A week or so before V-Day, the class list would come home, along with a notice about the class party. We’d go to Zellers and get a box of pre-made Valentines – gendered to within an inch of their lives, I might add, some things never change – and we’d sit, carefully and painstakingly writing each classmate’s name on the “to” line. I’d always check each one off on my list because I lived in terror of missing someone and hurting their feelings, but I would choose the wording for each carefully. Boys I found repellent? “You’re a star, Valentine!” Boys I had a crush on? “You’re sweet, be mine”.

I still remember my mortification when I expressed my grade-two yearning for Ryan in the form of a Cheer Bear Valentine and he laughed at me. Ah, love’s cruel sting, etc.

The cards were always stuffed into a decorated paper bag, or envelope, or heart-shaped pouch made of red construction paper (February 13th’s art class!) Then the envelopes were immediately dumped out all over the desks, and we went through them all while munching on whatever treats moms had sent.

Somebody’s mom always sent heart-shaped sugar cookies with pink frosting. Someone else’s usually sent a cake. Children, this was in the days before organic vegetable trays with homemade hummus were de rigueur; even ranch dip and carrot sticks were rare. If you wanted the approbation of your classmates, it was refined sugar and white flour all the way.

Once we got to grade four, we were allowed to attend the Valentine’s Day sock hop at lunch hour. Yes, it was still called a sock hop even though this was the late 1980s. The first time I ever heard AC/DC in my life was at a V-Day sock hop… needless to say I was quite a bit older before I actually understood the lyrics to Pour Some Sugar On Me. I distinctly remember thinking it was meant literally.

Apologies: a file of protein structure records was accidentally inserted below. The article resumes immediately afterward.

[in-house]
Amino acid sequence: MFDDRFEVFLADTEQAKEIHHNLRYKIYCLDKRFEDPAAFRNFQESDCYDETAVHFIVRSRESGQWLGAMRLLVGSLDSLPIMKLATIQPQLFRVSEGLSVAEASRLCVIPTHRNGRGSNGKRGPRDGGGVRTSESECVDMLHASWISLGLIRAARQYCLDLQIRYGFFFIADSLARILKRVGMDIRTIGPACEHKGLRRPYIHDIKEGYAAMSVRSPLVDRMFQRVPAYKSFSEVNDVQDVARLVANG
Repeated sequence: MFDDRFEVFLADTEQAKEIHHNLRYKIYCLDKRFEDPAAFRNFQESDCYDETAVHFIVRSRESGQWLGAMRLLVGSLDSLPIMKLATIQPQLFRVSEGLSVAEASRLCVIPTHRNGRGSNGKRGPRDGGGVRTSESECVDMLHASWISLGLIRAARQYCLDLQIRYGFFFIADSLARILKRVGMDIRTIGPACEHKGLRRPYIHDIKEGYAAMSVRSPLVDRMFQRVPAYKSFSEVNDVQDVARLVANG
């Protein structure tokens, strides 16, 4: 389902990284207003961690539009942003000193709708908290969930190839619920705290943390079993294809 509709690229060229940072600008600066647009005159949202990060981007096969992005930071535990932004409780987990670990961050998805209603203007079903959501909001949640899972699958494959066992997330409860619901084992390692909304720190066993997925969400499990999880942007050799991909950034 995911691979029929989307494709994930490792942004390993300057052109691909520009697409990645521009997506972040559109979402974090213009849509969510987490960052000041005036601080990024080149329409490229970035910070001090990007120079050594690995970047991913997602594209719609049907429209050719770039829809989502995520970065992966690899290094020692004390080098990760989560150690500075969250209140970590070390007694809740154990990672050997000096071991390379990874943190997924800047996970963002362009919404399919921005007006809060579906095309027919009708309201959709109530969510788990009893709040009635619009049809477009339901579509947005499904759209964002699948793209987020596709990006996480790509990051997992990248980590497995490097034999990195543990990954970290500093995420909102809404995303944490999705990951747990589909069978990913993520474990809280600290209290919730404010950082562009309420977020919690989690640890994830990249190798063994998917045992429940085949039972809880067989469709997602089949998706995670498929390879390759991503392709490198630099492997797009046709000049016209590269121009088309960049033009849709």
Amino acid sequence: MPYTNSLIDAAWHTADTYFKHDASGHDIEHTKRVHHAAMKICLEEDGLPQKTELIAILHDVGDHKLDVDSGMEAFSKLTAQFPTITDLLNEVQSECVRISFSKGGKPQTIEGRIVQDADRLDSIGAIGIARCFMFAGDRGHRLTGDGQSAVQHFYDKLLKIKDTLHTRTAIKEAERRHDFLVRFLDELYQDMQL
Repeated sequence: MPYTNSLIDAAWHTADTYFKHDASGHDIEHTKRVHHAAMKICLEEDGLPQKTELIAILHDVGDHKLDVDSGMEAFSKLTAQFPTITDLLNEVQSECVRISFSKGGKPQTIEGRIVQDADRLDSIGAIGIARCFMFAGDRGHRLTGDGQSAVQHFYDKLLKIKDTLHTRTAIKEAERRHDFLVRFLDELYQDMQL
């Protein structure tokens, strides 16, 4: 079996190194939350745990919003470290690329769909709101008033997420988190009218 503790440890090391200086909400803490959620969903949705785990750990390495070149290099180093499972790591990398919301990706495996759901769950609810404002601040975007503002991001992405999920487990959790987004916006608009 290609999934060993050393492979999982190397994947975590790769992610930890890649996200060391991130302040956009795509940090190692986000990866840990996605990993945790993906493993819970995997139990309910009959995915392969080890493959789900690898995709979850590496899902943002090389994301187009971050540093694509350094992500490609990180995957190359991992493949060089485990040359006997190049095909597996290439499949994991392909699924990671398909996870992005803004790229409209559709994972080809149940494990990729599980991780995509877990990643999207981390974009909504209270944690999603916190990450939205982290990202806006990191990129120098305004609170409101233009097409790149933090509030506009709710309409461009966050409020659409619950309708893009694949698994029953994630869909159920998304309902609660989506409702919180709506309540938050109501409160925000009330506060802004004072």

Sugar Bomb

See, this seems fun, despite Adam Levine’s angry expression. 


Do you have a favourite Valentine’s Day memory?


Depressing-era Books

When I was a child I had a real affinity for books that had what I would call a “hard-luck factor.” My favourite books centred around heroines who were unloved or unwanted, who suffered poverty and hardships, and who – in the case of Heidi – were sent away to big cities to entertain wheelchair-bound children. In all cases, the heroine would overcome all obstacles to be showered with love, affection, and occasionally amazing gifts, like Sara Crewe in her icy-cold attic room.

Whether it was Anne Shirley or Emily Starr shedding their unwanted-orphan status to become much-loved members of the community, or Sara Crewe going from riches to rags to near-death from overwork and exposure to riches again, I devoured those stories, over and over. Sometimes the poverty would be relative, like Meg March having to wear an afternoon dress to an evening event. Sometimes it would be overt and terrible, like Laura Ingalls subsisting for months on a few slices of bread made out of ground seed wheat and a potato a day.

littlehouse 001

But there is no poverty like the poverty in Depression-era Liverpool. I was tidying my bookshelves the other day when I came across Liverpool Miss, by Helen Forrester.


Are you familiar with this book? It is an utterly wretched, true story about a girl growing up in Liverpool in the 1930s. Her formerly-socialite-now-completely-broke parents force her, as the eldest child, to quit school to stay home to look after her six brothers and sisters. They have no money, and live on the brink of starvation in an unheated house that is overrun with bugs. She desperately tries to go to night school, and then to get a job, but is constantly discouraged by her parents, who treat her like a slave.

In other words, it’s a pretty dark book.

Eventually things turn out well – relatively speaking – although she undergoes a few illnesses that are exacerbated by her lack of nutrition and proper clothing. Any money that she manages to make once she actually gets a job is taken from her by her parents, who rail against her for every thing she does.